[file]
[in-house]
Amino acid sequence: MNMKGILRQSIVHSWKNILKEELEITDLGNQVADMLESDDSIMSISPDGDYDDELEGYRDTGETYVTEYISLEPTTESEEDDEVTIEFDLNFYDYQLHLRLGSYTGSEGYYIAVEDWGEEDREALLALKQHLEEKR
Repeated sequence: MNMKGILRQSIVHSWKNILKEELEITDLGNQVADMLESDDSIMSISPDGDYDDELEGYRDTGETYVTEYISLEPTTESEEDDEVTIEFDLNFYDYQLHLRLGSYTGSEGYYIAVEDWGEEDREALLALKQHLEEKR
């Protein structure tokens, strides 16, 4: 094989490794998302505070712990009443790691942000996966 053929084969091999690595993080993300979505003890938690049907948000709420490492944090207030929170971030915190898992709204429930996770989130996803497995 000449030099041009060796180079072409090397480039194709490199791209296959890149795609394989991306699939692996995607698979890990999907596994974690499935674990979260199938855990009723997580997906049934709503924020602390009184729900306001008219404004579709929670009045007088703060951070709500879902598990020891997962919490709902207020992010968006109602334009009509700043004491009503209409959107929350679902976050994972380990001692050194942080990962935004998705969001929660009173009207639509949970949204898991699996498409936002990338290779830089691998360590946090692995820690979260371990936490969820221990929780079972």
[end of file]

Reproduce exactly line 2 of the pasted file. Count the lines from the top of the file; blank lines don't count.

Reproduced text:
Amino acid sequence: MNMKGILRQSIVHSWKNILKEELEITDLGNQVADMLESDDSIMSISPDGDYDDELEGYRDTGETYVTEYISLEPTTESEEDDEVTIEFDLNFYDYQLHLRLGSYTGSEGYYIAVEDWGEEDREALLALKQHLEEKR